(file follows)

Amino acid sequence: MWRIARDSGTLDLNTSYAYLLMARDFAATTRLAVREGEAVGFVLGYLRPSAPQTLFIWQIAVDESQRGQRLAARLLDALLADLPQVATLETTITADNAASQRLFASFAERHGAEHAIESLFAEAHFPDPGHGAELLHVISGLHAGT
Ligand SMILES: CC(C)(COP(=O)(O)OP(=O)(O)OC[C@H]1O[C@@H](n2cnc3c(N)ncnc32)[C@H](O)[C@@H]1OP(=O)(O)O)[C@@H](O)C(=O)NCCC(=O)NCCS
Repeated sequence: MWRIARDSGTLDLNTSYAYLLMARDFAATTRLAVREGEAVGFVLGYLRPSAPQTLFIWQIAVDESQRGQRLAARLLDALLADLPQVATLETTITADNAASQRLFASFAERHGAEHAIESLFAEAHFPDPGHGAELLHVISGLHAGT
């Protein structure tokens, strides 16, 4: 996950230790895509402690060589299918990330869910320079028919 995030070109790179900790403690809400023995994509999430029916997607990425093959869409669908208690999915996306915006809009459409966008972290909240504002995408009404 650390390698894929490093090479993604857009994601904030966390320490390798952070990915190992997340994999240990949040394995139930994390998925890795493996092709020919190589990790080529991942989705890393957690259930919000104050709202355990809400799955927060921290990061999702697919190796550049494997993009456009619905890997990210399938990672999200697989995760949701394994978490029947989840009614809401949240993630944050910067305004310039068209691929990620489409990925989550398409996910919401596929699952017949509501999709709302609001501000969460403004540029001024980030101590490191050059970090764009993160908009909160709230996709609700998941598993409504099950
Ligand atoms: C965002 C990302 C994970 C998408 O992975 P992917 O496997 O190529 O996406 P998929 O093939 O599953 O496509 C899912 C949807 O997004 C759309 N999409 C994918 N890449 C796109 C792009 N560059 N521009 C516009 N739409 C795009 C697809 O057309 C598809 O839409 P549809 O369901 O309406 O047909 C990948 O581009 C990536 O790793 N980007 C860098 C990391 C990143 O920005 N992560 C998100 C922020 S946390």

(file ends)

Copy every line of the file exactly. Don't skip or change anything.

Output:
Amino acid sequence: MWRIARDSGTLDLNTSYAYLLMARDFAATTRLAVREGEAVGFVLGYLRPSAPQTLFIWQIAVDESQRGQRLAARLLDALLADLPQVATLETTITADNAASQRLFASFAERHGAEHAIESLFAEAHFPDPGHGAELLHVISGLHAGT
Ligand SMILES: CC(C)(COP(=O)(O)OP(=O)(O)OC[C@H]1O[C@@H](n2cnc3c(N)ncnc32)[C@H](O)[C@@H]1OP(=O)(O)O)[C@@H](O)C(=O)NCCC(=O)NCCS
Repeated sequence: MWRIARDSGTLDLNTSYAYLLMARDFAATTRLAVREGEAVGFVLGYLRPSAPQTLFIWQIAVDESQRGQRLAARLLDALLADLPQVATLETTITADNAASQRLFASFAERHGAEHAIESLFAEAHFPDPGHGAELLHVISGLHAGT
């Protein structure tokens, strides 16, 4: 996950230790895509402690060589299918990330869910320079028919 995030070109790179900790403690809400023995994509999430029916997607990425093959869409669908208690999915996306915006809009459409966008972290909240504002995408009404 650390390698894929490093090479993604857009994601904030966390320490390798952070990915190992997340994999240990949040394995139930994390998925890795493996092709020919190589990790080529991942989705890393957690259930919000104050709202355990809400799955927060921290990061999702697919190796550049494997993009456009619905890997990210399938990672999200697989995760949701394994978490029947989840009614809401949240993630944050910067305004310039068209691929990620489409990925989550398409996910919401596929699952017949509501999709709302609001501000969460403004540029001024980030101590490191050059970090764009993160908009909160709230996709609700998941598993409504099950
Ligand atoms: C965002 C990302 C994970 C998408 O992975 P992917 O496997 O190529 O996406 P998929 O093939 O599953 O496509 C899912 C949807 O997004 C759309 N999409 C994918 N890449 C796109 C792009 N560059 N521009 C516009 N739409 C795009 C697809 O057309 C598809 O839409 P549809 O369901 O309406 O047909 C990948 O581009 C990536 O790793 N980007 C860098 C990391 C990143 O920005 N992560 C998100 C922020 S946390």